NAA (PoMaxa®, K-Salt® Fruit Fix® 800, Refine®) and AVG (ReTain®) are the two primary products available for pre-harvest drop control. These work in different ways, and it’s important to understand both their differences and their similarities. NAA is a synthetic auxin that’s been around for 60 years. It reduces pre-harvest drop by directly inhibiting expression of MdPG2 in the abscission zone. Applications should be made about 1 – 2 weeks before harvest, or when the first sound fruit begin to drop. It takes 2 – 4 days after the application before NAA takes effect, and the effect lasts for 1 – 2 weeks, depending on things like weather and crop load. Up to 2 applications can be made, with a 2-day pre-harvest interval. One of the potential downsides to using NAA as a stop drop is that auxins stimulate ethylene production, so NAA can accelerate ripening. It also directly upregulates the expression of MdPG1, which advances fruit softening. This effect is more pronounced in hot weather because of the added ethylene biosynthesis, but occurs at some level regardless due its direct effect on the fruit softening gene. NAA is absorbed by the spur leaves and doesn’t translocate very far within the tree, so good coverage of spur leaves is critical to performance. The use of a good nonionic or organosilicone surfactant will help.

  • Temperatures in the mid-70’s are ideal. Effect is diminished if weather is cooler than that, and extreme heat will increase the accelerated ripening effect.
  • Hard water is detrimental to NAA performance, so if dealing with a hard water issue, consider adding ammonium sulfate or a water conditioner.

AVG (ReTain) has two modes of action when it comes to reducing pre-harvest drop. The first is it blocks biosynthesis of ethylene in the fruit. This is the predominant reason for its use – to delay maturity. Because it blocks ethylene production, that maturity delay also concomitantly provides stop drop activity by delaying the natural degradation of pectin in the abscission zone. The second mode of action for ReTain as a stop drop is that, like NAA, it directly inhibits the expression of the MdPG2 gene in the abscission zone. Unlike NAA, however, ReTain also directly inhibits the expression of the fruit softening gene MdPG1. ReTain should be applied anywhere from 2 – 4 weeks before harvest, depending on the desired effect, variety, and length of maturity delay wanted. Length of drop control – and length of maturity delay – depend on the variety, rate used, and timing. ReTain benefits from the addition of Syl-Coat® at 0.05% – 0.1% v/v. The Syl-Coat rate depends on temperatures and application volumes. If too hot, using 440 Superior Spray Oil at ½% v/v also works. In studies, other surfactants like Regulaid® have not been beneficial to ReTain performance. I’m looking at Embrece-EA™ this year to see how it performs.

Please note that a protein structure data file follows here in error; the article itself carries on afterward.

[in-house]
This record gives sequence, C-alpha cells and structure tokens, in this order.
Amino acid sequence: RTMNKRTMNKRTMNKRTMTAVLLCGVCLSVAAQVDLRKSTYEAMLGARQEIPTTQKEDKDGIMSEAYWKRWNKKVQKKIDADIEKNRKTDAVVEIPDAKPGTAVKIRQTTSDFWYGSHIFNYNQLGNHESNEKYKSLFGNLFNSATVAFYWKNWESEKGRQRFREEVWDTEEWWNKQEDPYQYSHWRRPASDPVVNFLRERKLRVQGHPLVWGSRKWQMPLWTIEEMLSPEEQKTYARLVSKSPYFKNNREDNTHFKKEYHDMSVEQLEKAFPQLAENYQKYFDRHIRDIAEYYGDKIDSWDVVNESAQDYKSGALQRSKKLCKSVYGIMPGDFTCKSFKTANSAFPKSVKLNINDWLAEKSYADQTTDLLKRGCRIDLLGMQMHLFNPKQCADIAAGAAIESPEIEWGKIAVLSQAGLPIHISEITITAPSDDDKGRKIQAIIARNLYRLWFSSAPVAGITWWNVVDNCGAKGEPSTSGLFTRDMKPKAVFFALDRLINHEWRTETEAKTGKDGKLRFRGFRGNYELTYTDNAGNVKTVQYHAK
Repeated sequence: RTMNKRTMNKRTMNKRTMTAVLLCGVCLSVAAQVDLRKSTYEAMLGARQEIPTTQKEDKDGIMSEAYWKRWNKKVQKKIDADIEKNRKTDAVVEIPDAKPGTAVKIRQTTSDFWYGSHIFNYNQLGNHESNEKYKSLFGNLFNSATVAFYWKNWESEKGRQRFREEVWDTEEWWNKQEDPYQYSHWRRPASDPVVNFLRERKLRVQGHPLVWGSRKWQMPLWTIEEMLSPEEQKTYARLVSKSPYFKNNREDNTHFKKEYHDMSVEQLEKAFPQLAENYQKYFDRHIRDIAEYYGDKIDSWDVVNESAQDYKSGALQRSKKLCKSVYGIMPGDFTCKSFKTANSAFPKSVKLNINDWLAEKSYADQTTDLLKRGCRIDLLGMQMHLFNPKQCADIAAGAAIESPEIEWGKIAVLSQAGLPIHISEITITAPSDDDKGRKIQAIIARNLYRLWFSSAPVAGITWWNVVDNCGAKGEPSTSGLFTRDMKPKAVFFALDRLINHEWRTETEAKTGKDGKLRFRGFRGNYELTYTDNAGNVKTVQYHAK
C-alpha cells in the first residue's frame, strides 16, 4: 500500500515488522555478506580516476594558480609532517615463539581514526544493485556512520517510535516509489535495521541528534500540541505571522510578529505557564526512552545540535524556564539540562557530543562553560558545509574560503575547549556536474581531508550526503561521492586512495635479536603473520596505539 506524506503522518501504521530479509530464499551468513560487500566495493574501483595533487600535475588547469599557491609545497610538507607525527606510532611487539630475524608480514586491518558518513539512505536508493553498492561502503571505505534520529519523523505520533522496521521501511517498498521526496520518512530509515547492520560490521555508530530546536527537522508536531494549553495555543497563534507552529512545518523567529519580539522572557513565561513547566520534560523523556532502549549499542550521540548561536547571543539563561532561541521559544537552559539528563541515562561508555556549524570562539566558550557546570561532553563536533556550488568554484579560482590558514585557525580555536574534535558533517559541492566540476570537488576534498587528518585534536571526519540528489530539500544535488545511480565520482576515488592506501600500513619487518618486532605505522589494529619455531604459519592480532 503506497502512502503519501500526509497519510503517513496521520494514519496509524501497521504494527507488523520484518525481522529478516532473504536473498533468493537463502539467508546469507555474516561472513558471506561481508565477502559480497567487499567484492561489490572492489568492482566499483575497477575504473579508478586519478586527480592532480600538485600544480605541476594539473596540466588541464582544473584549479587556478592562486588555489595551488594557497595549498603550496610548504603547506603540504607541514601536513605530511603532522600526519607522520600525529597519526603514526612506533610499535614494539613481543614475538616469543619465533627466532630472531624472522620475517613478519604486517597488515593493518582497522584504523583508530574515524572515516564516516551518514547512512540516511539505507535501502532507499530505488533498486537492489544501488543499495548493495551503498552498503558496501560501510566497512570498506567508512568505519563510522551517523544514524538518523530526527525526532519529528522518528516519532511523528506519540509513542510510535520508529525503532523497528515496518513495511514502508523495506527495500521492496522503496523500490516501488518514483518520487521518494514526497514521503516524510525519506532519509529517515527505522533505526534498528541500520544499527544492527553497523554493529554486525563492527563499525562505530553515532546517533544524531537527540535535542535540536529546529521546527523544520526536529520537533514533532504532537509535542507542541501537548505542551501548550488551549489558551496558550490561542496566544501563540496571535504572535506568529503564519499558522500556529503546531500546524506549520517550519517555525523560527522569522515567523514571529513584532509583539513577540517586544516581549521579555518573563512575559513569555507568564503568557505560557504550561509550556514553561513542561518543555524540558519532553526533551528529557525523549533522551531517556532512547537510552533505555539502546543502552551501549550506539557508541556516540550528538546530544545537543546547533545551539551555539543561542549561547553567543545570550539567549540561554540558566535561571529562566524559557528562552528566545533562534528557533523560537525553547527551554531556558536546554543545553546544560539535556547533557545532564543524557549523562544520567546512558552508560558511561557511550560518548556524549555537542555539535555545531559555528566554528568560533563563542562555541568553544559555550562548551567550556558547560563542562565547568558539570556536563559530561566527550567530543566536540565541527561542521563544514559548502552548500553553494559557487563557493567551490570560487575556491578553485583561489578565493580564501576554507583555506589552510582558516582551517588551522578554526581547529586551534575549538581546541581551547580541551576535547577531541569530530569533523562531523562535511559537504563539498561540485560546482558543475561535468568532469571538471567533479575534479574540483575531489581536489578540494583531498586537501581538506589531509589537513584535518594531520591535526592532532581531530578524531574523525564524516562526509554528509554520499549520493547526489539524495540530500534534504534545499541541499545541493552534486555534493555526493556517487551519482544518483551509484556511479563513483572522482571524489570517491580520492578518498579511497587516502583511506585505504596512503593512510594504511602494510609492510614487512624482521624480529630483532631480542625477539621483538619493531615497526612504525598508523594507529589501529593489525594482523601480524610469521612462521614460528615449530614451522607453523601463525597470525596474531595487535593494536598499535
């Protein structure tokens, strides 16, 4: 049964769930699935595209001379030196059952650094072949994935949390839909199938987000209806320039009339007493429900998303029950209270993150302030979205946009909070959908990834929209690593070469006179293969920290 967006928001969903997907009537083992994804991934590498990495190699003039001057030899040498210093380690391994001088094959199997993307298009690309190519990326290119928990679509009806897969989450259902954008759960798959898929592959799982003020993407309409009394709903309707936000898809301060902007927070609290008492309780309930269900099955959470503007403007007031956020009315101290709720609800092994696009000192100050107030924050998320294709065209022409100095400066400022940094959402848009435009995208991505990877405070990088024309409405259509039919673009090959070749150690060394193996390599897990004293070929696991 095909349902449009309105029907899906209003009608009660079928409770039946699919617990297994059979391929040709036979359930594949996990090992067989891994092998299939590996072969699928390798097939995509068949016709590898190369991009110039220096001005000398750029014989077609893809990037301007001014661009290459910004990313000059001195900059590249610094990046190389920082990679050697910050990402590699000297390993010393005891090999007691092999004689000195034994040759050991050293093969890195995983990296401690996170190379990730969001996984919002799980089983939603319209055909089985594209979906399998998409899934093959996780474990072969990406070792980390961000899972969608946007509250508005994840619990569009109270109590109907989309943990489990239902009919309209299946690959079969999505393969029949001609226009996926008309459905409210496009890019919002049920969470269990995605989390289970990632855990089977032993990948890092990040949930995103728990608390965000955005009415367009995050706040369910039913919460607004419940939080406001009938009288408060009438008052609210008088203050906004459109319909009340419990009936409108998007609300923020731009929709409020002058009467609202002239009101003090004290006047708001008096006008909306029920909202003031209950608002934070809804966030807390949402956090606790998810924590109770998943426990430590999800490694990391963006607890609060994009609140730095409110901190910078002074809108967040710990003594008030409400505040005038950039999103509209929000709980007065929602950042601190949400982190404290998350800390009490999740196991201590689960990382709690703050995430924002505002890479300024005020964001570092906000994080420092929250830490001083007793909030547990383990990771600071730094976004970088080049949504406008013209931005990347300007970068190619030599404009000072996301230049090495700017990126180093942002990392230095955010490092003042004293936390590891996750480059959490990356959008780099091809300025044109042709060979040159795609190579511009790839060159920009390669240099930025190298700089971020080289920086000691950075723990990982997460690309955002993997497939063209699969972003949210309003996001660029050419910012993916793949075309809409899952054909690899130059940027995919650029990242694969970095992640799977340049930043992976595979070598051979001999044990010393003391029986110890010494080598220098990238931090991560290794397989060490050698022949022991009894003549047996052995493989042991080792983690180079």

ReTain and NAA Combinations

The late Roncai Yuan from Virginia Tech discovered 15 years ago that the combination of ReTain + NAA gives better drop control than either product alone. Both directly inhibit expression of MdPG2 in the abscission zone, and when combined in a tank mix their effects are additive. Further, he also discovered that ReTain’s influence on inhibiting expression of the fruit softening gene MdPG1 is stronger than NAA’s upregulating effect, so ReTain over-rides NAA’s effect on fruit softening. What this means is that a combination of ReTain + NAA provides superior drop control to either product alone, plus it does so without advancing maturity or fruit softening like can happen with NAA. If drop control is the only consideration, then the tank-mix of the two products should be applied 2 weeks before harvest.

Relative order of effectiveness for pre-harvest drop control:

  • Good: ReTain or NAA alone
  • Better: Sequential applications of ReTain followed by NAA
  • Best:  ReTain + NAA tank-mix

Sequential applications or a single 2-pouch rate application of ReTain will provide better and longer drop control than even the ReTain + NAA tank-mixes, but also significantly delays maturity (and may be prohibitively expensive).

Trial work I did on Reds several years ago showed a 28-day delay in both drop and maturity from the 2-pouch per acre rate. At about that same time, Phil Schwallier in Michigan got a 40-day delay in both maturity and drop on Honeycrisp from sequential applications.

Byron Phillips, Wilbur-Ellis Key Account Manager